SUPERMARKET Morrisons has scaled back plans for new store space as it gears up for the long-awaited launch of an internet shopping business.
The UK’s fourth-biggest grocery chain is battling to revitalise its business after underlying sales fell 0.9% in the six months to July 29, triggering a £9m drop in profits to £440m.
With chief executive Dalton Philips forecasting no let-up in challenging trading conditions, Morrisons will look to save £100m a year by reducing its target for new store space by a third over the next two years.
It will focus expansion on new stores in the South of England – where it is currently under represented – including its first ’M local’ convenience stores in London.
The company is also taking its first steps into online grocery, starting with a new Morrisons Cellar wine range later in this financial year.
Morrisons is a late entrant to the online shopping market and has just sent a team to New York in order to learn from US food delivery business Fresh Direct, in which it acquired a 10% stake last year.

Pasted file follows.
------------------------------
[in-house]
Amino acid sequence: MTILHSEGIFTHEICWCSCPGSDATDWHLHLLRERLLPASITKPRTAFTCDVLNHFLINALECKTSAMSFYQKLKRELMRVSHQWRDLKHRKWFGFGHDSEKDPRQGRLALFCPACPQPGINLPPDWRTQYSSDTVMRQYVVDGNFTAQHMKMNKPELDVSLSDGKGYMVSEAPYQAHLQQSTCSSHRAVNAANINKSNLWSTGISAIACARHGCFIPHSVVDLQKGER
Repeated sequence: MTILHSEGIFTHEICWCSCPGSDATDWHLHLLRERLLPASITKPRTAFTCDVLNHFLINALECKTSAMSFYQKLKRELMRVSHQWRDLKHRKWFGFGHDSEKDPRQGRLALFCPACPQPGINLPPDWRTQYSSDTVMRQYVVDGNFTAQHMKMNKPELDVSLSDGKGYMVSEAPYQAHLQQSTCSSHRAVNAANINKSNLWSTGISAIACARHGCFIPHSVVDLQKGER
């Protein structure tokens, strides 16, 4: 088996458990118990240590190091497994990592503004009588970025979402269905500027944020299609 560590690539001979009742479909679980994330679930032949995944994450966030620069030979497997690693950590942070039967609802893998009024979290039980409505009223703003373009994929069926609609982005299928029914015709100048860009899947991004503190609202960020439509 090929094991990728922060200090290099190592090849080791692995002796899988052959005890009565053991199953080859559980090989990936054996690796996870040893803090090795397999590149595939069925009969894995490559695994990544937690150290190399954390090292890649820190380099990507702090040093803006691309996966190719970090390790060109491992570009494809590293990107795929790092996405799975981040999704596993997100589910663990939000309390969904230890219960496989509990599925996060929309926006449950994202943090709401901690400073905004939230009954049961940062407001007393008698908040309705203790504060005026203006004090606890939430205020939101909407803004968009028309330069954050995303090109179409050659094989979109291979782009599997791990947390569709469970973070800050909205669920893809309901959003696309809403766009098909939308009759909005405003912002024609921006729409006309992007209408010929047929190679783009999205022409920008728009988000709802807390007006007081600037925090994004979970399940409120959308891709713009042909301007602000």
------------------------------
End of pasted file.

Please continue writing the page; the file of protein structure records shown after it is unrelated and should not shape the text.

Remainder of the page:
Its bid to win back market share has also seen the launch of a system of personalised vouchers for shoppers as it looks to compete with Tesco’s discount-fuelled fightback. The retailer is also rolling out more stores with an increased focus on its fresh food offer.
Shares rose 5% yesterday as underlying profits improved 1% to £445m, helped by cost savings and efficiency measures and defying City expectations of a fall.
Chairman Sir Ian Gibson said: “With ongoing commodity inflation continuing to weigh on already fragile consumer confidence and market conditions becoming ever more challenging, we have had to work even harder for our customers during the first half.”
The group is the only one of the 'big four' supermarket chains not to deliver groceries, but it bought the Kiddicare online clothing business last year as it dipped its toes into the online market for the first time.
The Kiddicare distribution centre in Peterborough will be used for the new wine business and the move will ramp up speculation that it plans to broaden its online offer.
Morrisons highlighted the competitive nature of the grocery market as shoppers put fewer items in their shopping baskets and sought to avoid wasting food.
But its own-label products have benefited as customers switched from big-name brands, with Morrisons gaining share in 63% of categories, compared to 46% a year ago. Its value own- label ranges grew at 13%.
With the cost of petrol adding £6 to an average family’s monthly transport costs, its Fuel Britannia promotions attracted record numbers of drivers to its forecourts, sparking a 2.5% rise in volumes.
Morrisons’ shares were up 3% as investors approved of the plans to lower spending on new space.